O.K., If you say so…

(Prepared for Sunday August 10)

Matthew 14:28

Peter answered him, “Lord, if it is you, command me to come to you on the water.”

I found that strange? “Lord, if it is you, command me to risk my life, to tempt death, to walk out across a lake of dark, swirling, threatening sea.”

First it seemed strange that Peter was uncertain that the voice calling him from the waves was the voice of Jesus. Trying to hear in a raging storm, which Matthew tells us is the context for this favorite bible story, is something with which we can identify. Driving wind, white caps and rough seas, lightening and thunder… “What?” “I can’t hear you!” “You want me to do what?” It reminds us of that great old hymn – Jesus calls us; o’er the tumult of our life’s wild, restless sea, day by day his clear voice soundeth, saying, “Christian, follow me;”Peter doesn’t question the tumult of his life or ours, the wild restless sea. It’s Peter’s contention that Jesus voice wasn’t all that clear.

And Peter calls out, “Lord, if it is you, command me to walk on the waves.” Peter has the audacity to give Jesus an order and amazingly Jesus complies. This might be an important warning about being careful what you ask for. Maybe we should pay more attention to our prayerful petitions. One important aspect of this interchange is that Peter doesn’t walk on water on his own it is a matter of obedience. Running ahead of the Spirit’s leading – in an act of prophetic ministry or vocal ministry can be misdirected. In all humility Quakers have to fess up to coming up with the penitential practice of solitary confinement, a practice declared cruel and inhumane.

“Lord, if it is you….?” If Peter wasn’t sure, how can we know when it is Jesus calling us to step out on faith? With Quakerism’s orientation toward immediate revelation we’ve sometimes had to deal with the embarrassment of a Friend doing something stupid and the whole society suffers. We’ve had to find a way to support the individual who feels led to prophetic ministry and yet be ready to help someone pull in their wings, maybe for this story, water wings when it is thought that the call to service has been misconstrued. The process begins with one not keeping their leadings to themselves, trusting the community of faith to listen with respect to what they feel has put on their heart. That involves the whole community in the process of discernment, a process of discernment that is grounded in worship and Scripture. I love the story of Philadelphia Friends debating whether to invest in the Erie Canal. Some argued that had God wanted a watercourse in that location God would have created it so. After a time of worshipful stillness one older Friend rose and from his experience of being familiar with the Scriptures simply quoted Genesis 26:21. He said “and Jacob digged a well.” We aren’t Peter in this regard – we are in a wholly different dispensation, that of the Holy Spirit who with the Scriptures and the experience of a faith community we are better able to resolve the question that Peter knew was very important – important to his very survival.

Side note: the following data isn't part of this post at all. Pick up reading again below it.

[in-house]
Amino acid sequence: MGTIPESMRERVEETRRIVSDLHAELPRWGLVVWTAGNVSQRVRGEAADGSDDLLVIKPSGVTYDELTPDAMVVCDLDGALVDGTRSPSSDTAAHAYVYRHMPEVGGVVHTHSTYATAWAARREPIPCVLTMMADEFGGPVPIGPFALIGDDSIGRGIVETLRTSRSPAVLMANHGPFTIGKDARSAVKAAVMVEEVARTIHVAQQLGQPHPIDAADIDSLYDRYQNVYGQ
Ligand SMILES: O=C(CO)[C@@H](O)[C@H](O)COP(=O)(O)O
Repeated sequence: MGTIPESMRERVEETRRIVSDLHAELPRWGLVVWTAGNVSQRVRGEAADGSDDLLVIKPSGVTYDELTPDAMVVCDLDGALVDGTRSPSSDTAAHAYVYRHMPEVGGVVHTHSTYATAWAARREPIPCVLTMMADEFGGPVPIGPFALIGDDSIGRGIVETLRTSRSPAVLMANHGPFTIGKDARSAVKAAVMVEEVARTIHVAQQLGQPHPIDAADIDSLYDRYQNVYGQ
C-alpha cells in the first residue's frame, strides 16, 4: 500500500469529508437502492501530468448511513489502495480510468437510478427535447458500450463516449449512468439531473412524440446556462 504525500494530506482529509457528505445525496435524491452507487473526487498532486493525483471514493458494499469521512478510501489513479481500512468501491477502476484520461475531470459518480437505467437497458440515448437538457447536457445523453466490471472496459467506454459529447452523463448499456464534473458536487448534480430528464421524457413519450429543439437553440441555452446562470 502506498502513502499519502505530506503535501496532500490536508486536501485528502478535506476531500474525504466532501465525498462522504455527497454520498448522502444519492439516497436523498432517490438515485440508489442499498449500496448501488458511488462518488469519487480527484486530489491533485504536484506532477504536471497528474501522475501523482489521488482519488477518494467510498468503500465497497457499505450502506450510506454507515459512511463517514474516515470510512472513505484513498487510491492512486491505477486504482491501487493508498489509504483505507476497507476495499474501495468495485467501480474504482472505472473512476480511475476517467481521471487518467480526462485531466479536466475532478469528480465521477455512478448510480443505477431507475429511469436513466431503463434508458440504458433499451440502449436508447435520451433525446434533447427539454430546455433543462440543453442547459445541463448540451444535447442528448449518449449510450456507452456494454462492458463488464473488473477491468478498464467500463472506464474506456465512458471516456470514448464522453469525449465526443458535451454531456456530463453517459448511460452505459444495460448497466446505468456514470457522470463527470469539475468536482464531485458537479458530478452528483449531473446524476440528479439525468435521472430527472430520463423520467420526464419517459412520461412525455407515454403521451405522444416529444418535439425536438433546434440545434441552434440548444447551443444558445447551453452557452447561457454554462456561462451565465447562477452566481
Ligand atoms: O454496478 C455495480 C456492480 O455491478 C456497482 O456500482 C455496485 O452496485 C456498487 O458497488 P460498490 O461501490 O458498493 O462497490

There maybe another clue to how you will know that the voice that calls is that of Jesus. Jesus is the one who extravagantly, recklessly, commands us to leave the safety of the boat, to step boldly into the sea. There was no testing the waters, sticking in a toe to see whether it was too cold, no testing to see whether it would actually hold him up. No, what was being tested was what his faith was made of. That’s Jesus. It is far removed from another old favorite hymn that went “Far away in the depths of my spirit tonight
 Rolls a melody sweeter than psalm; In celestial strains it unceasingly falls O’er my soul like an infinite calm. Peace, peace, wonderful peace, coming down from the Father of above! Sweep over my spirit forever, I pray in fathomless billows of love.” That may be the kind of faith many of us would prefer but not here, not in this passage. 
 Jesus calls you to risk your life, to throw caution to the wind, to step out the boat and defy death. In Matthew’s story Jesus doesn’t simply call Peter over the tumult. Jesus doesn’t call us out of the tumult. No, in today’s Gospel, Jesus calls Peter into the tumult. Jesus calls Peter out of the boat and on to the waves.

 

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